andygates: (Default)
Every week I do an update to my OpenStreetMap Garmin map.  It's as much for me as for anyone else - the mapping I've been enjoying doing all year (marvelously described as "OCD gardening" elsewhere) is very satisfying when I see the new material on my GPS.  But because other people use the map too, I have to do a bit of quality control.

Each time I've finished the build, I'll do a little pan-and-scan over the whole thing, on the GPS, as an eyeball check.  Every time, I finish off by zooming right into the place where the cursor has ended up, and thinking about the points and place names I see there.  There's something intriguing about being able, if I want, to just click "go!" and be routed there, right now.

This week, it's the Amnesty Cafe in Galway.  I wonder what their cakes are like?
andygates: (Default)
What's the difference between OSM on Garmin and Garmin City Navigator?

(I was asked this on a bike forum, and it's worth putting out wider)

OpenStreetMap is a wiki world map, so it's like Wikipedia: lots of detail in some places, and some gaps.  In general all the useful roads are in place - I've no trouble navigating around using it - but villages may be just dots. 

When some enterprising mapper decides to put the detail in, it can be better than the commercial maps: fresh areas are really fresh, and micro-mapping nerds (the equivalent of fanboys writing about Firefly on wikipedia) get buckets of detail in.  OSM in the UK and Germany is very comprehensive; Northern Europe is pretty good, so's the US. 

OSM's coverage of third-world locations is often better than any commercial map, because there's no money in updating a map of Kinshasa, but a UN intern with a hiking GPS can lay out the groundwork in a weekend.  There was a recent project to update Gaza, which was ever so cool.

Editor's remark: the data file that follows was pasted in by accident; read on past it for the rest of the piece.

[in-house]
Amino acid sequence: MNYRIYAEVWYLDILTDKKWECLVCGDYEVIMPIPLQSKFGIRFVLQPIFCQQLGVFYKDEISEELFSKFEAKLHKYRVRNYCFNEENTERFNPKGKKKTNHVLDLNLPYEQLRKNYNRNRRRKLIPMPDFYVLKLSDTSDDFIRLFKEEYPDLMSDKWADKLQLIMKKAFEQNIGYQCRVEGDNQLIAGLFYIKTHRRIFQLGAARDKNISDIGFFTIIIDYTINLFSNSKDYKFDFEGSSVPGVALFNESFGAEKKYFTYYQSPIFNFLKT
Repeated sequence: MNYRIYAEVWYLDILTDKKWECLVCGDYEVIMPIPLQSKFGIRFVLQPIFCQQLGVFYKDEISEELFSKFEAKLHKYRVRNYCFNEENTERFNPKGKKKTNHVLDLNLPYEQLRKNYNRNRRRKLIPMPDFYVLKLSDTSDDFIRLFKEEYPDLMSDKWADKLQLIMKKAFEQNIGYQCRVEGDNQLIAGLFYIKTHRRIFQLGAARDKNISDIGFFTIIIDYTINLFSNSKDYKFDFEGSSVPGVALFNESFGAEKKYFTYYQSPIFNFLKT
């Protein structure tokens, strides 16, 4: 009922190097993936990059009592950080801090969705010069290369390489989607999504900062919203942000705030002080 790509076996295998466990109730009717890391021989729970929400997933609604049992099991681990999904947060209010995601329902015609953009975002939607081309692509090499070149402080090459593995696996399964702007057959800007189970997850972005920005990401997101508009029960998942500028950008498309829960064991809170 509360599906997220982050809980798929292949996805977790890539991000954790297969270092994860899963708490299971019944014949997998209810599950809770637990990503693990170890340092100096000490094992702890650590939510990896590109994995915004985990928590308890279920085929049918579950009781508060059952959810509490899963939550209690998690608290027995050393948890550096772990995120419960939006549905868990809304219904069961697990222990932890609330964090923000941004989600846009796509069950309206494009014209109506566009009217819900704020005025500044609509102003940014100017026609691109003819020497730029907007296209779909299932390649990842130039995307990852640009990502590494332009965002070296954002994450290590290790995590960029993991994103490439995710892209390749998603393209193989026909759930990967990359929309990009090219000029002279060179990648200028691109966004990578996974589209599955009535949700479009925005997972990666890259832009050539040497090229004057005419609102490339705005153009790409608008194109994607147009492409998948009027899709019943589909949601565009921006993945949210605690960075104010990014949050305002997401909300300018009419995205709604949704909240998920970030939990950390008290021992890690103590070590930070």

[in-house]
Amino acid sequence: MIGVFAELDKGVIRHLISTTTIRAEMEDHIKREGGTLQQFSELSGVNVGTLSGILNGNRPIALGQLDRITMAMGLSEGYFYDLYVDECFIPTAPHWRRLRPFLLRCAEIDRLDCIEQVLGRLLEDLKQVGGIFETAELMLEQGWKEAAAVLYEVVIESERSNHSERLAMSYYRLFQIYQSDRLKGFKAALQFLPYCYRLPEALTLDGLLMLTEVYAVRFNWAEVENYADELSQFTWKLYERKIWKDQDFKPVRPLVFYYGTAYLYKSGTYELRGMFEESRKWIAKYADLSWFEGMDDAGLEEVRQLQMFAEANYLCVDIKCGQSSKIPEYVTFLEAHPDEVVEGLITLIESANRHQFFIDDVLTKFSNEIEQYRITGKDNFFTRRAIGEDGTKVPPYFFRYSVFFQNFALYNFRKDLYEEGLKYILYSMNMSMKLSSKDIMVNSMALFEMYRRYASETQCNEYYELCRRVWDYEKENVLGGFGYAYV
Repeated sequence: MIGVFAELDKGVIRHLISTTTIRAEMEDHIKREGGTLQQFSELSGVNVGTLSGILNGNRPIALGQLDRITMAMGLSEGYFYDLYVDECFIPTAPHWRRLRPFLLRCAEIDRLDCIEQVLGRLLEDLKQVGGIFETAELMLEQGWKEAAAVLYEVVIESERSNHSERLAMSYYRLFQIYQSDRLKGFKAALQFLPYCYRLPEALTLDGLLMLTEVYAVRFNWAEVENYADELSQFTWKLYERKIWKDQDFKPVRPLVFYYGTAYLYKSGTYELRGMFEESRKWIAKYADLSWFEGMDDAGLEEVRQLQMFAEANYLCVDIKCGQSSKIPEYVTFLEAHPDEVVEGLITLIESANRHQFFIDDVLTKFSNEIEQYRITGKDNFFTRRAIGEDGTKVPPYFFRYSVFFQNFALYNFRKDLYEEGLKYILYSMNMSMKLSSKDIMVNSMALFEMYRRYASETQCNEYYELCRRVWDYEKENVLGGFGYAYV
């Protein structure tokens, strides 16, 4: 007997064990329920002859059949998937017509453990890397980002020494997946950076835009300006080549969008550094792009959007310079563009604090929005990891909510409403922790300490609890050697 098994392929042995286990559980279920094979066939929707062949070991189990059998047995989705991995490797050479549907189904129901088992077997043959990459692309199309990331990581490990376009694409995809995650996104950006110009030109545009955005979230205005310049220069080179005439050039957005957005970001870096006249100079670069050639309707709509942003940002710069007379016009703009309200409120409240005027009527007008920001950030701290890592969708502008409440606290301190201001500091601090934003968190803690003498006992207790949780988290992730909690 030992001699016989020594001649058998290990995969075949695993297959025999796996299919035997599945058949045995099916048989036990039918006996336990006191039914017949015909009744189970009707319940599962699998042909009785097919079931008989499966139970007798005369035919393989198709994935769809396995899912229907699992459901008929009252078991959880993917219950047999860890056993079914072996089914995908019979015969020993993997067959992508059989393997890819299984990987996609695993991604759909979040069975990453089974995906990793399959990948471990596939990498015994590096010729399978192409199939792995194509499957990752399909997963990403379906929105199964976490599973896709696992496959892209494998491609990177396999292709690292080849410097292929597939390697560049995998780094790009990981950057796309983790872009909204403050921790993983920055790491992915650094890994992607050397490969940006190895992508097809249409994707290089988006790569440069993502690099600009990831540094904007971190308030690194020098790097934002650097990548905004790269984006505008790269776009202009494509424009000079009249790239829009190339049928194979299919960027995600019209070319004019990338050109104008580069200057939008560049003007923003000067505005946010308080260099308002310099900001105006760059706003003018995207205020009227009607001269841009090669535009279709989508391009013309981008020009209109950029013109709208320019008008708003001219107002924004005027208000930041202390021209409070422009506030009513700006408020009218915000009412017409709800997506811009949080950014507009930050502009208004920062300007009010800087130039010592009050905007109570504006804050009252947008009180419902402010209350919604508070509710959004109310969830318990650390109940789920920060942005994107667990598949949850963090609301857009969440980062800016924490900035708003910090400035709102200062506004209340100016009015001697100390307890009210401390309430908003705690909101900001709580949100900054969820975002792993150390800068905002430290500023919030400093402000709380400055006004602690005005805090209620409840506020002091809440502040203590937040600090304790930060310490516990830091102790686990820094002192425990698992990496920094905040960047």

City Navigator is very strong on POI - points of interest, pubs and cinemas and so on.  OSM's POI are a bit variable.  POI weren't the original aim of the project, which has grown way outside its original scope (it was never intended to be on Garmins!).  Now, people are filling in POI and it's fleshing out well. 

Routing on OSM is fairly new.  Sometimes people have mapped an area a bit weirdly, and the routing can go a little mental, but mappers are tidying those up now that routing is maturing.  City Navigator's routing is good, but like all GPS routing, if you set it wrong on the device, you can end up in a pond.

One thing I really like is that updates to OSM get included quickly.  The cost of updating Garmin maps means that I know plenty of people still using a map several years old; OSM is as fresh as last night's edits.  (User edits hit the live map in a couple of hours; most extracts like the ones I use are once-per-day). 

As for my take on the map, it's a heavyweight, busy one aimed at cyclists and hikers: it's got contour lines, and trail/cyclepath obstructions like fords and gates, and cafes and convenience stores and pharmacies and bike shops, for example.  I've added highway points like crossings, lights and mini-roundabouts for walking navigation.  Bus stops and postboxes are also included, mostly because if they show up, you know someone has obsessively covered the area in detail ;)